I never skipped reading a book in high school EVER….. except for John Gardner’s Grendel. I don’t even know why I skipped over reading it, because I fell in love with cover and thought that Grendel looked like the cutest thing in the world. But I did. And I just recently got the satisfaction of being able to say I’ve read all the books I was assigned to read in high school!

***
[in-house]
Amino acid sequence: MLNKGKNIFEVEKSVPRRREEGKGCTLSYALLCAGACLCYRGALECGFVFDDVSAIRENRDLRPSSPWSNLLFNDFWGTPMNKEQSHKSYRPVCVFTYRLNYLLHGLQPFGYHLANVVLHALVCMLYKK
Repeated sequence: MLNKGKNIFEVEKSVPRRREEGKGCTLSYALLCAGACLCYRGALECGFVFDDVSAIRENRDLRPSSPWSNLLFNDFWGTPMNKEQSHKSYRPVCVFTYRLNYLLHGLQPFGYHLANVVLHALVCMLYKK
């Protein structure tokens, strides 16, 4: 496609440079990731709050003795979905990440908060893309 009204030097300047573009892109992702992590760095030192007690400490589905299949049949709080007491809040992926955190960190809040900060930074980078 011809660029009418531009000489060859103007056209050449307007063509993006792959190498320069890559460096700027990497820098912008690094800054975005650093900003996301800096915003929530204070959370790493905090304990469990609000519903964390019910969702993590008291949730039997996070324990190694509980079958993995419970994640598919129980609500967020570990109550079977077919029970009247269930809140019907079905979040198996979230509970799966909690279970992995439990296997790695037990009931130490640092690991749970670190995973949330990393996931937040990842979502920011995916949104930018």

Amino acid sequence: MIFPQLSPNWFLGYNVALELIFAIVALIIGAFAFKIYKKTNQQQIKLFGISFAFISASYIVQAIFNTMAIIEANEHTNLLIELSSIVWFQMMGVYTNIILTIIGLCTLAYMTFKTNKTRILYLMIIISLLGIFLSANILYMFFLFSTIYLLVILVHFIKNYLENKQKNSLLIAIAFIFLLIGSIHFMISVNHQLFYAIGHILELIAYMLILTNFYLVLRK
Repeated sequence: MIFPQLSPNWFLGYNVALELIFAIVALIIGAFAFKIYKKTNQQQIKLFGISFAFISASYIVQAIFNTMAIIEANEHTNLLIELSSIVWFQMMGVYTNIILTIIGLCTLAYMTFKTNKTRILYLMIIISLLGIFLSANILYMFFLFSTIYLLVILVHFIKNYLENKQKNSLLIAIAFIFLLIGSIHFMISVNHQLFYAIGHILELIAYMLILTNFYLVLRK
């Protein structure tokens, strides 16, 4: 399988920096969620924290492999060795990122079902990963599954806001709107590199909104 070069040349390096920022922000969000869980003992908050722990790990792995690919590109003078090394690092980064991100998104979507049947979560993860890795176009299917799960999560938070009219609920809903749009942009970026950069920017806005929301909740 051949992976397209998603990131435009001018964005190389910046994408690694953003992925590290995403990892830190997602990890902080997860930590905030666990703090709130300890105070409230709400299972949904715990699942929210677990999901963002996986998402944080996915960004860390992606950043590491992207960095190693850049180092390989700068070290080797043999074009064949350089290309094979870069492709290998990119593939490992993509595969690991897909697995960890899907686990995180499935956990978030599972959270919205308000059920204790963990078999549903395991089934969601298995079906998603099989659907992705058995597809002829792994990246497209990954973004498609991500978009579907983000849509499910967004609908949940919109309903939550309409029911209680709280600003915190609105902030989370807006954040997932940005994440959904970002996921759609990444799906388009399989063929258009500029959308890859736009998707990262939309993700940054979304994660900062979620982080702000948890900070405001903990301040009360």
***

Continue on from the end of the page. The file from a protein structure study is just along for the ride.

I did enjoy the book, as I do with most books that are stories told from alternative perspectives. I think it is so interesting to consider other perspectives of stories, so this instantly was a book I knew I would have at least a minimal attraction to. I felt so bad for Grendel since Gardner depicts him as a creature that wants some sort of companionship, and every time that he tries to reach out to the humans they try to kill him first from their initial shock at him being a “monster.” It almost makes sense how he tortures them and stalks their meadhall to kill people randomly, because all he ever wanted from their was their respect and friendship, and they went after him first. So naturally he is reacting to that hurt that he felt. I also think it is sad how he cannot communicate with his mother, the only other of his type. She lost her ability to speak (if she ever even had it) and has left her son at a place where, as she grows older and loses her mind more and more, she only furthers his dependence on the humans that he has become obsessed with. He loves to stalk Hrothgar and his men, purely because watching them interact and live is the only form of entertainment he has and the only thing he can even try to relate to. He is similar to them since he can speak their language, but he cannot understand their actions no matter how much he watches them. But he must watch since he has nothing else to do, and after leaving the underground world and his mother and discovering the real world, he cannot just contain himself to these smaller things anymore. The novel is incredibly sad to read about the inner workings of Grendel’s depressed and lonely mind, but also very interesting. He offers insights into human nature that are pessimistic, yet something to think of. His conversation with the dragon seemed very symbolic to me; it was as if he were talking to a deeper part of his own mind which was relaying the truth of the humans to him more than he was usually able to see and giving him more of a grasp on the deepest recesses of his thoughts. Gardner did a great job depicting a monster that was unable to fit in anywhere and the thoughts of that depressed creature.